A coach's comeback: Travis Hudson two weeks after heart attack

Published: Apr. 19, 2018 at 9:01 PM CDT
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Two weeks after a life-threatening scare, Western Kentucky volleyball coach Travis Hudson sat down with 13 News reporter Kelly Dean on Thursday and opened up about his story and recent comeback.

"I love them very much like my own kids, and so my relationship with them is pretty deep," Hudson said. "I started getting a pretty deep chest pain, and it started radiating down my arms a little bit.

"I drove myself to the emergency room at Greenview Hospital.

The moment Hudson was hooked up to an EKG, the nurses knew something was very wrong.

"I could just see the expression on her face change," said Hudson. "She indicated to me that I was in fact in the middle of having a heart attack."

Just like a team on the court, the hospital room executing its play – one to save Hudson's life.

"It went from zero to 1,000 mph in about five seconds,” he said.

As it turned out, Hudson's heart attack was so severe that the survival rate of that type of attack is 12 percent. It's also known as the, “widow-maker.”

"You know, when I was on that table, in that moment and you're aware of what's going on. I can honestly say that what was in my heart – wasn't filled with a ton of regrets,” Hudson said.

Hudson defied the odds and is here today to talk about it.

"At least for now my purpose isn't complete yet," he said. "There's more in my heart to give, and certainly the good Lord hopefully felt the same way."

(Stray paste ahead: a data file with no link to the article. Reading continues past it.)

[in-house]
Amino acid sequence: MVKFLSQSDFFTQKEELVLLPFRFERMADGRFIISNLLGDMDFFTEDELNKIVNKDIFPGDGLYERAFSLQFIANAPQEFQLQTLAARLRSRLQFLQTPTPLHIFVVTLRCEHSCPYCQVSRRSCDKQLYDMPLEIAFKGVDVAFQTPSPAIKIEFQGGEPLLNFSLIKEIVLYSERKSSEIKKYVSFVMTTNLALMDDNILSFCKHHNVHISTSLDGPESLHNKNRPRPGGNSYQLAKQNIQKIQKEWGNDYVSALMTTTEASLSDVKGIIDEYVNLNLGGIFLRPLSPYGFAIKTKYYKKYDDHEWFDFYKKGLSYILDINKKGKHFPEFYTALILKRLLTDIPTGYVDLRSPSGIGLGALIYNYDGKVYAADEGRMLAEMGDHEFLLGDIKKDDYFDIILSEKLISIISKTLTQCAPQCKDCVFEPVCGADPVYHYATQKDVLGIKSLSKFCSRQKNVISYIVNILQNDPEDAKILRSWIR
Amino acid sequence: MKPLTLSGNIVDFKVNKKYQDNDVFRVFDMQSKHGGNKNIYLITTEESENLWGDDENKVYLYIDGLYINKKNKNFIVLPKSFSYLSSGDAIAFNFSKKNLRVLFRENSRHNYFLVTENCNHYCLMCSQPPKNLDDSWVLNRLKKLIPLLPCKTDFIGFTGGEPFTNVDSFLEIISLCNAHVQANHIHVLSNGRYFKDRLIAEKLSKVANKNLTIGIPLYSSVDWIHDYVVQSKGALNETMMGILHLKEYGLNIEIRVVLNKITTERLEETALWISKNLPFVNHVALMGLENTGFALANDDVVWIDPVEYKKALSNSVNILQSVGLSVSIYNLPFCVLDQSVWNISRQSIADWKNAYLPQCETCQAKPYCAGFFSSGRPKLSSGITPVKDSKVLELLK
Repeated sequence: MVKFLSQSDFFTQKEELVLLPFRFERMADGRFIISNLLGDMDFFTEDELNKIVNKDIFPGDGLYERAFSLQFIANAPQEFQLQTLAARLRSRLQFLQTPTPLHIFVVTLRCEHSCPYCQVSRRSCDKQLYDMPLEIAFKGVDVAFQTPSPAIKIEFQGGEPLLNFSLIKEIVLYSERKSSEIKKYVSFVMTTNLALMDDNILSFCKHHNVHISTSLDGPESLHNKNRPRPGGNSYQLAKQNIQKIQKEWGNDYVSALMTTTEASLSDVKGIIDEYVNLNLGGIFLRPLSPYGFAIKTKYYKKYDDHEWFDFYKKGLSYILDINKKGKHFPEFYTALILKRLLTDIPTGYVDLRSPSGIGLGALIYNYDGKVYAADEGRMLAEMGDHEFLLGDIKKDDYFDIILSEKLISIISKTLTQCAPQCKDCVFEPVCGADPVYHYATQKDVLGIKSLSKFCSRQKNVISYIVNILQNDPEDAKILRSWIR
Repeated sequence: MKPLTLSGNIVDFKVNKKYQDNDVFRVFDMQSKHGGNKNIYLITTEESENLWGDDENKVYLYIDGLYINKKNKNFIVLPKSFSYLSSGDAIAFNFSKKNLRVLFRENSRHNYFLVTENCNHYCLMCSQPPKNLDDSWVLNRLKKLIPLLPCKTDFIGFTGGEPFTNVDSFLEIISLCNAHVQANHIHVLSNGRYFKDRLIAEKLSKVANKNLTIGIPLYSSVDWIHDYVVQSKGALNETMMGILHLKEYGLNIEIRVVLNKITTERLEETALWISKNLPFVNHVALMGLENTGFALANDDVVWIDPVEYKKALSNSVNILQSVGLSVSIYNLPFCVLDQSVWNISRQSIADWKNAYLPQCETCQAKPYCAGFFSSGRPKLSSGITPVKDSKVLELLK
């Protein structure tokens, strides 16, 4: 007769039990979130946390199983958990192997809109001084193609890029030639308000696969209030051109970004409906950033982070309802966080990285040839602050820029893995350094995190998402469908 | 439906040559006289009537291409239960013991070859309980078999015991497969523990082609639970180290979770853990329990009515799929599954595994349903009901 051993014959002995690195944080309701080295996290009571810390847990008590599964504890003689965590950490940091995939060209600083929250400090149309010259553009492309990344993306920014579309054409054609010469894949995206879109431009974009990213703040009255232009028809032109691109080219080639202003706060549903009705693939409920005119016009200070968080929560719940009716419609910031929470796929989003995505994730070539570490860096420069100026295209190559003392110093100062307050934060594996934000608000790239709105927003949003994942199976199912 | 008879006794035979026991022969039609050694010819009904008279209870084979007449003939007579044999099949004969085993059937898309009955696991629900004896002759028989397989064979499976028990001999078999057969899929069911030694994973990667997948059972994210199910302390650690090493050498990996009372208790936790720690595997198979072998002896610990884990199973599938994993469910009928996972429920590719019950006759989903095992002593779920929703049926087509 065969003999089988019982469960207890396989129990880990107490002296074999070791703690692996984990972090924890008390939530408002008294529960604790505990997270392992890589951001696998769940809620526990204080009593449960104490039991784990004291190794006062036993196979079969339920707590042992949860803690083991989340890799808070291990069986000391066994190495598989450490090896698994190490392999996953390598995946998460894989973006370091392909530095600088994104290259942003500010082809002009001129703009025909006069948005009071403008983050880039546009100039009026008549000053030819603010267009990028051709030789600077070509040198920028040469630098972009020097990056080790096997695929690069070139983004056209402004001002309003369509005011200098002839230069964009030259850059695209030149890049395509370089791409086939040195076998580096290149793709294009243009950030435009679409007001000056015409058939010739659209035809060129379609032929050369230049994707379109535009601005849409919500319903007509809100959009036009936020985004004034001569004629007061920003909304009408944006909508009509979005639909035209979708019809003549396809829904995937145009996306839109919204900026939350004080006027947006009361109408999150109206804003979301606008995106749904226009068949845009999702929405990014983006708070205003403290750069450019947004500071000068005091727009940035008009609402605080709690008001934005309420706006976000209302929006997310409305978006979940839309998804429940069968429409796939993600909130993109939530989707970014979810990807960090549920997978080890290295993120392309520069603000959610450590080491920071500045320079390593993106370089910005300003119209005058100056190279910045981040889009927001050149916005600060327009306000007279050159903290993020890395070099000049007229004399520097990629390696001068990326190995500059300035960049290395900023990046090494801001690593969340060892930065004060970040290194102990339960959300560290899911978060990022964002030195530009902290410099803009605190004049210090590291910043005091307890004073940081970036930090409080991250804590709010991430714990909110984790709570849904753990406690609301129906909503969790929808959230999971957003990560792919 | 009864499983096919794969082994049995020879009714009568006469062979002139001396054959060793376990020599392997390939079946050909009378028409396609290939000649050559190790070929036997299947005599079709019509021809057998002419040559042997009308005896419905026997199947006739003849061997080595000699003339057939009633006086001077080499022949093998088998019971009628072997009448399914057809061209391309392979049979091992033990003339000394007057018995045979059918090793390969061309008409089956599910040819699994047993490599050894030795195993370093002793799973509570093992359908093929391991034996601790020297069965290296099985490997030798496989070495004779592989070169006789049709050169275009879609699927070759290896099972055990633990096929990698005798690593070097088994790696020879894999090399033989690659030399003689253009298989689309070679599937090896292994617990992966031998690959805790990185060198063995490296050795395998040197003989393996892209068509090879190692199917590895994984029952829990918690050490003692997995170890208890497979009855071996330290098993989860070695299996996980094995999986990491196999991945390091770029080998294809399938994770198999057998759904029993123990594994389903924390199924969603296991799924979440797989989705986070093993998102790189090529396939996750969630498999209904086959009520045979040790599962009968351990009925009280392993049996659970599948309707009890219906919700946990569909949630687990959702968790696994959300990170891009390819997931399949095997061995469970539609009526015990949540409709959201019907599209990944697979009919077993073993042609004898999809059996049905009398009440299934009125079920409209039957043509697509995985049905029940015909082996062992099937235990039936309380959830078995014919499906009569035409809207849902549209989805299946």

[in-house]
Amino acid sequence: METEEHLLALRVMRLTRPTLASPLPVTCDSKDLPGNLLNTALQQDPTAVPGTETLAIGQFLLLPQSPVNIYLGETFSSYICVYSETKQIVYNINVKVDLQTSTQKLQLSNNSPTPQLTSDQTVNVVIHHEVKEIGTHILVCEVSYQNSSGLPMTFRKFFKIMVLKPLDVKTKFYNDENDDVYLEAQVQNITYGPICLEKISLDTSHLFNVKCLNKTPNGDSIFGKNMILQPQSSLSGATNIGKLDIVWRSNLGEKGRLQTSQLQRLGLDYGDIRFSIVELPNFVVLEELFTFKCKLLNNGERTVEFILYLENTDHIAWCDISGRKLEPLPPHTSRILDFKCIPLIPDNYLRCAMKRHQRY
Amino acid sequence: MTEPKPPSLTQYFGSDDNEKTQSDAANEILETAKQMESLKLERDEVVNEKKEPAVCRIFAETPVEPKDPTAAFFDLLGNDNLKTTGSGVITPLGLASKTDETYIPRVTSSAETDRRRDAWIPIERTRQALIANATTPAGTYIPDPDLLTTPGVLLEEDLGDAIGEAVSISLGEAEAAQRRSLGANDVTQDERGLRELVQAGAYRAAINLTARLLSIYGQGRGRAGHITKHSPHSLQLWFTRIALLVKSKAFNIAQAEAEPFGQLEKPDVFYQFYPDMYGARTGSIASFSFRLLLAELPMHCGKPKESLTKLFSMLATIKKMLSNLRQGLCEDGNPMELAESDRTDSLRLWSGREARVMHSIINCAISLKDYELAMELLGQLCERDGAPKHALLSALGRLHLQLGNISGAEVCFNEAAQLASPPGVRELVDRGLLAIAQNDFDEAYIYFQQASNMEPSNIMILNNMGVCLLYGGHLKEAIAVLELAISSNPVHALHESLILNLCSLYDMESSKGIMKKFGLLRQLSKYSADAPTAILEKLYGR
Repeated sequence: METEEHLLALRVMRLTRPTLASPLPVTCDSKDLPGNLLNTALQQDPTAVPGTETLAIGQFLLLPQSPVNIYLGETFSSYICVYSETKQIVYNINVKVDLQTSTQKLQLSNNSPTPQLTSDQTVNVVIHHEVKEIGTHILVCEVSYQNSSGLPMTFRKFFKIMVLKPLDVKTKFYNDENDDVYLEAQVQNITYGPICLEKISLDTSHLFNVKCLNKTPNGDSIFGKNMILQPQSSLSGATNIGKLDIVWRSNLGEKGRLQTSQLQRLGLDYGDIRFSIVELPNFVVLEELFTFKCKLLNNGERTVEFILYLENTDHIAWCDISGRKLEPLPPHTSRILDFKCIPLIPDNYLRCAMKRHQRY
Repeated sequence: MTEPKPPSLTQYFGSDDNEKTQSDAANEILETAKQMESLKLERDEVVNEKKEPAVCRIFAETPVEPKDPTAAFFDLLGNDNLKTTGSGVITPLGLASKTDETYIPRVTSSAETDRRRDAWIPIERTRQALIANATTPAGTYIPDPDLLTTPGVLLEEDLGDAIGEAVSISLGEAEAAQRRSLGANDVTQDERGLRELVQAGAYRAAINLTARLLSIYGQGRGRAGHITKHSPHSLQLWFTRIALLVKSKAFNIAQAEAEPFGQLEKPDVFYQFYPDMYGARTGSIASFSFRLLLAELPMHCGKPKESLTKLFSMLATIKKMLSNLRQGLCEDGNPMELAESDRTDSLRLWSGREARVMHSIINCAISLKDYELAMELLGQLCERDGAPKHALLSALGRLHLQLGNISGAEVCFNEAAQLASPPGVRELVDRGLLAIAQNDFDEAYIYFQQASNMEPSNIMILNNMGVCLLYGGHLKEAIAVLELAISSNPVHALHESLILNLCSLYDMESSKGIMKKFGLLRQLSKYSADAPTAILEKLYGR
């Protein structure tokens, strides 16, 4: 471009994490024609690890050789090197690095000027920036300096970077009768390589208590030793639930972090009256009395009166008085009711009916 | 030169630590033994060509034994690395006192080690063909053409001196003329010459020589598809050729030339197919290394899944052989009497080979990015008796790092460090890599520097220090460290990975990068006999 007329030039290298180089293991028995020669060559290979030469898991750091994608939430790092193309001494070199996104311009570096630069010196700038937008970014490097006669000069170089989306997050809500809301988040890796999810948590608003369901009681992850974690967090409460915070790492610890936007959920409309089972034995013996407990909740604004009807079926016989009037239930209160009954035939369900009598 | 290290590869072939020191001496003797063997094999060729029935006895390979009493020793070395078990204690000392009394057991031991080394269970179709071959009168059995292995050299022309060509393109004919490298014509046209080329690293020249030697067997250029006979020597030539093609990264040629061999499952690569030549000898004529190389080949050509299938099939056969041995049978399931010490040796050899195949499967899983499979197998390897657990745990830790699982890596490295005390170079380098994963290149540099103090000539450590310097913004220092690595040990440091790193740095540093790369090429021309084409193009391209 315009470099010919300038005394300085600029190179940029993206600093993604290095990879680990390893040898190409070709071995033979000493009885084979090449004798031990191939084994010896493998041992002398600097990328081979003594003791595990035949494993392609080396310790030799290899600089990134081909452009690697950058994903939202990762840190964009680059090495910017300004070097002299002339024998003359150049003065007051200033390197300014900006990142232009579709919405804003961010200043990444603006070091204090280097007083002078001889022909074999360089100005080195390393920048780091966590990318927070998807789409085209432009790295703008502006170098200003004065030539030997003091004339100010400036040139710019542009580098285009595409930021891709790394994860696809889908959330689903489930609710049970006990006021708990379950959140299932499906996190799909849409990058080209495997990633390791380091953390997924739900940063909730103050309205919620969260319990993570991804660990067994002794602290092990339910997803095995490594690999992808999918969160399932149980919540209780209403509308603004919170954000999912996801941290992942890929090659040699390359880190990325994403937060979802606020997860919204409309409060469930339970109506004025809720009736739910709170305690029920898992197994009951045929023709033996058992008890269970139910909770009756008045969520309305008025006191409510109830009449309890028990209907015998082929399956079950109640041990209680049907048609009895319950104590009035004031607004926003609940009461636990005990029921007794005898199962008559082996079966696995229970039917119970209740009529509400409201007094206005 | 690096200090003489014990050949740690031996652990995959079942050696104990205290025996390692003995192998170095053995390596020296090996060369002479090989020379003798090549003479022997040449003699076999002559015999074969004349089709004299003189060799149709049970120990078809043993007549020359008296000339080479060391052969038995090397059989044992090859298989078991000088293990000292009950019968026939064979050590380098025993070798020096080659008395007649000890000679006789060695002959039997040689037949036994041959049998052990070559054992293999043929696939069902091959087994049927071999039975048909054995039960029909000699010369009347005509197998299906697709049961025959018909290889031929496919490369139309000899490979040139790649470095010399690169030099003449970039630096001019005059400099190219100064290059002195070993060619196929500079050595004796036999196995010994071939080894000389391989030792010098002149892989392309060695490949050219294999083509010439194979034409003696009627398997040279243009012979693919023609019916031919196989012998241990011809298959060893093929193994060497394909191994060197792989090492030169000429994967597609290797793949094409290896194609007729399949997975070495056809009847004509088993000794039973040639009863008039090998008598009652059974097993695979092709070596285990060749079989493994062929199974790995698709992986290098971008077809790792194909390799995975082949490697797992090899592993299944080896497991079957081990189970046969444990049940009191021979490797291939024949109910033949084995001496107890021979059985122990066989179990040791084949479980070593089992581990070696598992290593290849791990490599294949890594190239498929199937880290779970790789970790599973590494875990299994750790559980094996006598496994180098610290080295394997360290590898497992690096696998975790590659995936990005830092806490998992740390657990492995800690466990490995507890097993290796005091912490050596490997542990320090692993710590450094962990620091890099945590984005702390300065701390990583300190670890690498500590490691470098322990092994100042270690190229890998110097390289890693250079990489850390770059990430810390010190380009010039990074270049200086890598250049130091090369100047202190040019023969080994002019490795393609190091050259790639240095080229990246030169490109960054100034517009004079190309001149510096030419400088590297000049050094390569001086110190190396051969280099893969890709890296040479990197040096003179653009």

This wasn't Hudson's first time in a life-threatening situation. In 2010, while on a bus with his team, the driver suffered a heart attack. Hudson was able to get control of the wheel and prevented a situation that could have been much worse.

"I understand that I've beaten the odds on more than one occasion and there is purpose to why I'm here," he said.

He's a highly-respected coach and a father of two boys who are always on the go.

"All the boys wanted to know is if he was going to be the same dad we always had -- is he going to be able to go do all these things," said Hudson’s wife Cindy Hudson.

A heart attack on a Wednesday yet back to practice by Saturday, Hudson is a stranger to slow pace.

"It's very difficult to get him to slow down," Cindy said.

The Hudson family went through a roller coaster of emotions.

"We feel so blessed that he's still with us. The next 30 minutes you're thinking about the what if's," Cindy saidz

The near-death experience hasn't shaken their faith and their life mission to serve.

"It's important for us to continue to raise our boys in a way that they understand, too – that we're here to serve others and that's what we're going to continue to do," Hudson said.

That beating organ inside his chest today, allowing Hudson the chance again to be a coach, a father and a husband.

"As long as I still have air in my lungs, I'm always going to have that competitiveness and drive in my heart to be great, and to help them be great,” he said.

Hudson said it's been a difficult two weeks, but he is so appreciative of all the support from the team and especially the community. ​